Pro-family groups step up the fight against transsexual ‘bathroom bill’

  • November 25, 2010
landolt hughsOTTAWA - Pro-family groups are raising alarms about a bill before Parliament that would give expanded rights to transgendered and transsexuals.

They argue it could expose businesses, schools and religious groups to a host of new human rights complaints that trample on their religious freedom and freedom of expression.

“Our government has come one step closer to passing the ultra-radical, private members’ Bill C-389,” warned Campaign Life Coalition Nov. 5 shortly after NDP MP Bill Siksay’s bill passed through the Justice Committee by a 9-2 vote. “If passed, it would add ‘gender identity’ and ‘gender expression’ as a protected class within the Canadian Human Rights Act and the Criminal Code.”

The bill comes up for a vote on Dec. 2, and socially conservative groups have asked members to contact their MPs to oppose it.

Creating these new rights “will result in male cross-dressers and drag queens having the legal right to use girls’ bathrooms,” Campaign Life warned, noting the bill would also protect transgendered persons who believe “one can be a man on the outside but a woman on the inside or vice versa.”

“It’s absolutely crazy,” said Campaign Life president Jim Hughes. “It’s an opening of a Pandora’s Box to every kind of misconceived perceived right.”

Siksay has argued that the bathroom fear is a “red herring” because use could be handled appropriately. He has argued in the House of Commons about the real discrimination and even violence transgendered and transsexual individuals face.

Hughes admitted he was shocked at how rapidly this bill has rocketed through the House.

“I thought this was a bit of a joke at first,” he said. “We’re going to be in a real mess in this country if we continue to allow this to happen.”

REAL Women of Canada national vice-president Gwen Landolt raised alarms over the bill when it passed second reading in June only weeks after it was introduced. She said people who think they are transgendered need counseling not surgery.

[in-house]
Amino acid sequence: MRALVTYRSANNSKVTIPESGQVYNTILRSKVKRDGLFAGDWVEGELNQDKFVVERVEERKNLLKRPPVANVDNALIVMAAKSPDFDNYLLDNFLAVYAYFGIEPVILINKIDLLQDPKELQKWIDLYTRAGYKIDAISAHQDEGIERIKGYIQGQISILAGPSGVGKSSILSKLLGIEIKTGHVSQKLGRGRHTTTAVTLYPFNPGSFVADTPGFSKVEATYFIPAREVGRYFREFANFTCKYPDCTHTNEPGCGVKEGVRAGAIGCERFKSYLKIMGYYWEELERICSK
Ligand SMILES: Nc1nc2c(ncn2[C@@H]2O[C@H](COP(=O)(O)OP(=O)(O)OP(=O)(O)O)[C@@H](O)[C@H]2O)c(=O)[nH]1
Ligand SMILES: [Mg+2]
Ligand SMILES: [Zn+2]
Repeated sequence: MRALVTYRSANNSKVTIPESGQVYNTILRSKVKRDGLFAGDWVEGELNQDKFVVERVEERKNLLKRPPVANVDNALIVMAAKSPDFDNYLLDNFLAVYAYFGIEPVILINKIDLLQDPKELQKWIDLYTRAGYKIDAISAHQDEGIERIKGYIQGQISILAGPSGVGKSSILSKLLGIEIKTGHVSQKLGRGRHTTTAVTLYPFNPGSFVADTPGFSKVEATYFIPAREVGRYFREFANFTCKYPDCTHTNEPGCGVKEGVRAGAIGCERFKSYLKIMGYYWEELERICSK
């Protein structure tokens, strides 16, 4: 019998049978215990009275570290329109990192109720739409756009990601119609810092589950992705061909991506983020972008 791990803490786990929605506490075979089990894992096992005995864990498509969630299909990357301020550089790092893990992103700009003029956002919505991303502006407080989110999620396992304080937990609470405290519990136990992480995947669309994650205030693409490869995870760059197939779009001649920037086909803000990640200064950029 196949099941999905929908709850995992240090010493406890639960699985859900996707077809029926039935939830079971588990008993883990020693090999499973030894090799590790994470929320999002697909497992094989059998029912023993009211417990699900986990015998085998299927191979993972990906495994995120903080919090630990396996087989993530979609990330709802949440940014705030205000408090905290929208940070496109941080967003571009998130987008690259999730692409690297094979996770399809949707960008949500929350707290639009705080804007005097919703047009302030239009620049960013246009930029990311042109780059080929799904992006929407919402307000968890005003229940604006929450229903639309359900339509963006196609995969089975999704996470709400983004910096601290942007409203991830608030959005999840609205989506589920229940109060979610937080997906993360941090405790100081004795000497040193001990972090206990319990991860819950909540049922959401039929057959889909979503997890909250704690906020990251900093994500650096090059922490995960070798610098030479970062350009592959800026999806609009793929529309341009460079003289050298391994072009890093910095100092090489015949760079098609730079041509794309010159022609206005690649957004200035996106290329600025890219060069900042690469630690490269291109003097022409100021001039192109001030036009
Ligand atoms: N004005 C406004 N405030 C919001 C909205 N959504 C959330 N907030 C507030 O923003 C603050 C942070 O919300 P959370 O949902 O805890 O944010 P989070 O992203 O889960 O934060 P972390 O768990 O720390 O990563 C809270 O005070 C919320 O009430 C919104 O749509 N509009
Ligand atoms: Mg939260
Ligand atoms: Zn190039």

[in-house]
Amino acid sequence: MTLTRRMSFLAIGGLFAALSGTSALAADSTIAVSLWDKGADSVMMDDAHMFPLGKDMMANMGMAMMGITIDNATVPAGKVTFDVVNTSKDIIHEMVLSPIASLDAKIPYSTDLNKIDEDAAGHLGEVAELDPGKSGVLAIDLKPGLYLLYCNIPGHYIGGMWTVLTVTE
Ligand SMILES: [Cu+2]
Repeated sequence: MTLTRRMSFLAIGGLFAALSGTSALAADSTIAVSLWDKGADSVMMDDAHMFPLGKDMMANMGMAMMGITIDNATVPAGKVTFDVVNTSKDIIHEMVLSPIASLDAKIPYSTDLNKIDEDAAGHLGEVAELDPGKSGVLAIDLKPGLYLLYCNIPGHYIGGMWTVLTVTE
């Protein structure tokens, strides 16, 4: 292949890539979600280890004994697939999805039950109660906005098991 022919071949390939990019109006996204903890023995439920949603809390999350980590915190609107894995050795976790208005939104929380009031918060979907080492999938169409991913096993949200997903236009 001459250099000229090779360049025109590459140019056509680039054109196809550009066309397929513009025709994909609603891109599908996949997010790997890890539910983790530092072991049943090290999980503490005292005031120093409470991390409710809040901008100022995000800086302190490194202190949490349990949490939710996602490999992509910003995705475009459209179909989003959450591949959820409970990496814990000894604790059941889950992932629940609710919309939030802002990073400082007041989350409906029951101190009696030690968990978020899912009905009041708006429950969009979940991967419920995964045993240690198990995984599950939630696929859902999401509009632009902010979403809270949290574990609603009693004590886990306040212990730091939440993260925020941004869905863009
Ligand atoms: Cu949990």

The Catholic Civil Rights League has also flagged this bill to its members.

“Of real concern is that many aspects of gender identity issues contain a strong element of self-definition,” said executive director Joanne McGarry in a Nov. 15 statement. She pointed out gender identity questions are listed as a psychological disorder. 

“To protect by law a quality that the law does not even define could have serious implications for employers in their hiring and assignment decisions,” McGarry said. “People who believe they have faced discrimination on ‘gender expression’ grounds could file human rights claims.

“This system is already misused by those who believe the issue was discrimination when it wasn’t; to complicate it by opening the process to more subjective grounds isn’t in anyone’s best interest,” she said.

Even without the bill, complainants are using present human rights legislation as if these grounds are already included. A man who had not undergone sex change surgery launched a complaint against the owner of an all-women’s gym when he refused the man membership. Two transgendered “women” sued a plastic surgeon for refusing to do cosmetic surgery on their reconstructed female parts. And a transgendered “woman” complained of discrimination against a rape crisis centre when “she” was refused a job as a counsellor.  

Hughes worries about the implications for education if gender identity and expression are added to the law and schools begin to teach children from a young age that it is normal to think you are trapped in the body of the opposite sex. He said some psychologists have said sometimes there is a transient sense of this in young people that goes away if the young person is properly guided.

Landolt has warned of the dangers both to religious freedom and freedom of expression should this bill become law and Catholic teaching on this issue becomes subject to hate complaints.

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